I saw the post on subtypes and thought I'd put in my two cents, but it probably deserves a new thread.
I personally don't "use" (i.e. don't think about) any of the existing subtype systems. Rather, what I generally apply as I get to know someone is this -- in addition to their socionic type:
1. Are they an endomorph, mesomorph, or ectomorph?
The personality and behavior differences between these three body types are significant enough to warrant making a mental note of it. An ectomorphic LII is different from an endomorphic one, simply by virtue of body type. The ectomorph will be more reserved and will internalize his emotional reactions more, whereas the endomorph will be more emotionally open. Call them " and subtypes," if you will, but I think the somatotypes are closer to the truth.
2. Are they a physical, emotional, or mental person?
Somewhat related to the above, but not entirely. Quite related to socionic type, but not entirely. For example, there are mental IEEs and then there are emotional ones. The emotional ones exert their energy more on people and getting to know them. The mental ones are more distant and focused on intellectual pursuits. Some SLEs are more physical than others. A thin SLE may seem more mental, maybe even ectomorphic, whereas a heavy-set one may seem more physically dominating.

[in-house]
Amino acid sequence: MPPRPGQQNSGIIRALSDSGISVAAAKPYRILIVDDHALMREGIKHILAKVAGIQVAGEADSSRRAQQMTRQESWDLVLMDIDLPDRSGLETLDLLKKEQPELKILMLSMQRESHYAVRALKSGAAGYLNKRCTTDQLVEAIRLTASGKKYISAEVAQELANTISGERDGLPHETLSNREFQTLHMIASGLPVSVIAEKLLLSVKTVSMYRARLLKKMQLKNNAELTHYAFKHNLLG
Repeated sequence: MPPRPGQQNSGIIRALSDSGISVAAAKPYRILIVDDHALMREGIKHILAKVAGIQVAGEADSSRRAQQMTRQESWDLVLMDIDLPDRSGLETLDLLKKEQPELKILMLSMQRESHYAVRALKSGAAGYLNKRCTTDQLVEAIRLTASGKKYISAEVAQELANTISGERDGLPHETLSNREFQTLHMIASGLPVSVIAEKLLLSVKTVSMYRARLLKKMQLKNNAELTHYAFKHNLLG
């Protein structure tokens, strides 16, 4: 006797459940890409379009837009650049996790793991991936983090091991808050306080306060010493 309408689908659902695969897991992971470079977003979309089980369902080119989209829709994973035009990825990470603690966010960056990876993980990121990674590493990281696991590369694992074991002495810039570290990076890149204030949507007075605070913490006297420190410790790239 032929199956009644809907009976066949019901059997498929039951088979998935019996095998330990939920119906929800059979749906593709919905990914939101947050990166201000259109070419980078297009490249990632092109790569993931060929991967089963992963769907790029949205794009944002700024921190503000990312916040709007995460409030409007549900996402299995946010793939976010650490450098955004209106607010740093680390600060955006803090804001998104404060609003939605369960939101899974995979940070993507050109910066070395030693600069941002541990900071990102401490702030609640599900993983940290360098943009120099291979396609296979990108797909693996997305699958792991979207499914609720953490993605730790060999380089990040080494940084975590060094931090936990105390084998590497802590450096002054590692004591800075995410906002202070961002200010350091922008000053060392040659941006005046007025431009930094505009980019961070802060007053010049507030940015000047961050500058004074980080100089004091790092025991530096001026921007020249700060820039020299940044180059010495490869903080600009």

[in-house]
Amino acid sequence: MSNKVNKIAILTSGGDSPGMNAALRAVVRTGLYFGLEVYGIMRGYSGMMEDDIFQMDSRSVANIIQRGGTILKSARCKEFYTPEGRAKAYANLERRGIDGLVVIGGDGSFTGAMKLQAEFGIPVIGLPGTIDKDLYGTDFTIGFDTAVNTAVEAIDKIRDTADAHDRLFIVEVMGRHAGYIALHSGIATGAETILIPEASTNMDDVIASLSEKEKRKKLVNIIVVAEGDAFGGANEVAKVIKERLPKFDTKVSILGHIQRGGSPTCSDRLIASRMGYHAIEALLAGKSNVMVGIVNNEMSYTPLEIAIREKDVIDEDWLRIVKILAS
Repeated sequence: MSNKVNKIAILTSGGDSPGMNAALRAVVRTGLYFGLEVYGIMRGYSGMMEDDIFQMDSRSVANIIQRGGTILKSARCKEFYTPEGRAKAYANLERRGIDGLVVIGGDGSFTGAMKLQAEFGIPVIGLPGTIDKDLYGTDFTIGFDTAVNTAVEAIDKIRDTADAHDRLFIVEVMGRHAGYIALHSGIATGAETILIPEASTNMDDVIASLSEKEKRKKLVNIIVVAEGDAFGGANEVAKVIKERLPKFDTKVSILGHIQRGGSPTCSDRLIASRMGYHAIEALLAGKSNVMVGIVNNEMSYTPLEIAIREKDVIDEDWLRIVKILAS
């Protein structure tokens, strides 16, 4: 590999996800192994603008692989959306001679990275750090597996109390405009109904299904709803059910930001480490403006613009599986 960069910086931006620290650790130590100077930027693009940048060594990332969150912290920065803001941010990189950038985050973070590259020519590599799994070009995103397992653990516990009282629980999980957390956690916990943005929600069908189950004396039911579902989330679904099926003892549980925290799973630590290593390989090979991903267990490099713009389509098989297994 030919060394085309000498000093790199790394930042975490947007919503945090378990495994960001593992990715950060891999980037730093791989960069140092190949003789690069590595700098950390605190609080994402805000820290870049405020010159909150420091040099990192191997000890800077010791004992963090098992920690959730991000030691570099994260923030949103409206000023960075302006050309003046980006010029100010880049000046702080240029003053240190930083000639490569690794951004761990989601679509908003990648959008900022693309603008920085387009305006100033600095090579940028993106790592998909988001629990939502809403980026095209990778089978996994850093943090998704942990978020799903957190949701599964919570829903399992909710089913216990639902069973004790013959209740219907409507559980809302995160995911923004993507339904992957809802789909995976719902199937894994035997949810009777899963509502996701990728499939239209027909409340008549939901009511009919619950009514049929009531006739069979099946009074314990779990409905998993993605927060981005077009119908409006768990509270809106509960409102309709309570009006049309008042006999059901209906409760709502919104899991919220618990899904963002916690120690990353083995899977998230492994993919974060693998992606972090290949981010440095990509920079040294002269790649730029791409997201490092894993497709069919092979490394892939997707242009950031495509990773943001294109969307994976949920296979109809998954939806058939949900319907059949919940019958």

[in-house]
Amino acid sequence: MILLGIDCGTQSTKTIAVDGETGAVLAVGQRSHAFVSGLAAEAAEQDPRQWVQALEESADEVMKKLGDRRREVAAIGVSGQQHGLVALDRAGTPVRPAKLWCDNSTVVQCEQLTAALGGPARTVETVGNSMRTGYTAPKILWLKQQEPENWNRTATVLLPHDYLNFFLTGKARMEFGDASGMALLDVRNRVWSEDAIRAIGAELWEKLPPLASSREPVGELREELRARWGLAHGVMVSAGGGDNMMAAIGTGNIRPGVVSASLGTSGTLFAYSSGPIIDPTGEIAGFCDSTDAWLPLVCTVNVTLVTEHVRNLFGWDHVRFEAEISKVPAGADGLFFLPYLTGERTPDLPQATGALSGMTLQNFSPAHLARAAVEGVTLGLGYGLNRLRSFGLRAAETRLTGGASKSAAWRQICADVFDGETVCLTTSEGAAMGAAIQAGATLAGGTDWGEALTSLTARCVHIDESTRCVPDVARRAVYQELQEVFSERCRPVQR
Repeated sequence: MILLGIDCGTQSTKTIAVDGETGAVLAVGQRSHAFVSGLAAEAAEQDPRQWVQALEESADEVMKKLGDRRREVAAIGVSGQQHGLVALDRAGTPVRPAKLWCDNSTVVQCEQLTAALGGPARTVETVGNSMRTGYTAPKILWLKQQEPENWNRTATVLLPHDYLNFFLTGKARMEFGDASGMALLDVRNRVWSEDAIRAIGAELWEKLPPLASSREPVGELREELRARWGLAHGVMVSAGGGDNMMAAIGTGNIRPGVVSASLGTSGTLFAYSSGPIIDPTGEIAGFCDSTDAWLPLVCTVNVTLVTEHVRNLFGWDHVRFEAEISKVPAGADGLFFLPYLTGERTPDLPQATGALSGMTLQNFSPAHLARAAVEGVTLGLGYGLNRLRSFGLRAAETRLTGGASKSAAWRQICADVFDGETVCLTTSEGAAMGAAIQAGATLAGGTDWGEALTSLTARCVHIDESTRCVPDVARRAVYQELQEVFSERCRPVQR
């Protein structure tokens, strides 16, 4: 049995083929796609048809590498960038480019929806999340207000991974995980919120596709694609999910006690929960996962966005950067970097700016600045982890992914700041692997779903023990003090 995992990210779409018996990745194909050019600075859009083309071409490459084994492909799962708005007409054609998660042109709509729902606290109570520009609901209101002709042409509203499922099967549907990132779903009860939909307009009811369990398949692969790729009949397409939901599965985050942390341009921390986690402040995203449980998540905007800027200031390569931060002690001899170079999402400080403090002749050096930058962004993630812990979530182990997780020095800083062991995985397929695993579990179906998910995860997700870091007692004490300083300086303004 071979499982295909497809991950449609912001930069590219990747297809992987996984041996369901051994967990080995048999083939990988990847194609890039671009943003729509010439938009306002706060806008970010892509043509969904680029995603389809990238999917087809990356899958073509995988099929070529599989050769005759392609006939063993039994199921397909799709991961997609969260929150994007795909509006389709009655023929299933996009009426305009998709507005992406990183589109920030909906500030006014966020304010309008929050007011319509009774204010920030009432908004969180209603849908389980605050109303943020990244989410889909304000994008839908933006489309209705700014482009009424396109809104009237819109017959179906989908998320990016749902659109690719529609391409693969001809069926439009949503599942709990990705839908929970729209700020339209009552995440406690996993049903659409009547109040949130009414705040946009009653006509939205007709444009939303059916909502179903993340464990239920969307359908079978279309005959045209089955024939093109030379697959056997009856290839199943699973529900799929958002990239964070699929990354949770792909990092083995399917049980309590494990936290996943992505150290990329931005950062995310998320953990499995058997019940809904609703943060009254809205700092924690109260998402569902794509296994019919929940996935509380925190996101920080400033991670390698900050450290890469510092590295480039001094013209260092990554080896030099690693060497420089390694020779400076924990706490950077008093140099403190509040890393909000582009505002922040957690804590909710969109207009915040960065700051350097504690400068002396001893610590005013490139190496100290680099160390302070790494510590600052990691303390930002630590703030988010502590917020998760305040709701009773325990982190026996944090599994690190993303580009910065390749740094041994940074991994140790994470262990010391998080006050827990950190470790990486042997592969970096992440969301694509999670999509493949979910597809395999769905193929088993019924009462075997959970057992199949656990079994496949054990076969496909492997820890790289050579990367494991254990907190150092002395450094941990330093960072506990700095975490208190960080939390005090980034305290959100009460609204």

3. How intelligent are they?
I look at the scale and universality of a person's interests, and what kinds of things they are drawn to and excited by. This affects intertype relations, because your "most real" conflictor, for instance, will be someone who's at a very different level than you. Your "most real" dual will be very close to your own level. Have you ever felt sucky in your own quadra because of intellectual differences? Then you know what I'm talking about.
None of these "scales" is discrete, as opposed to socionic types. I prefer to keep what is meant to be discrete, discrete, and what is part of a continuum, continuous.
Another thing that may be very important as well is the degree of social domination.
4. How much do they force themselves upon others?
Two people of the same type may be very different if one of them always demands to be in the center of attention, while the other lets other people have attention and is calm about his place in the group or community. You might equate this scale to the psychological definitions of extraversion and introversion.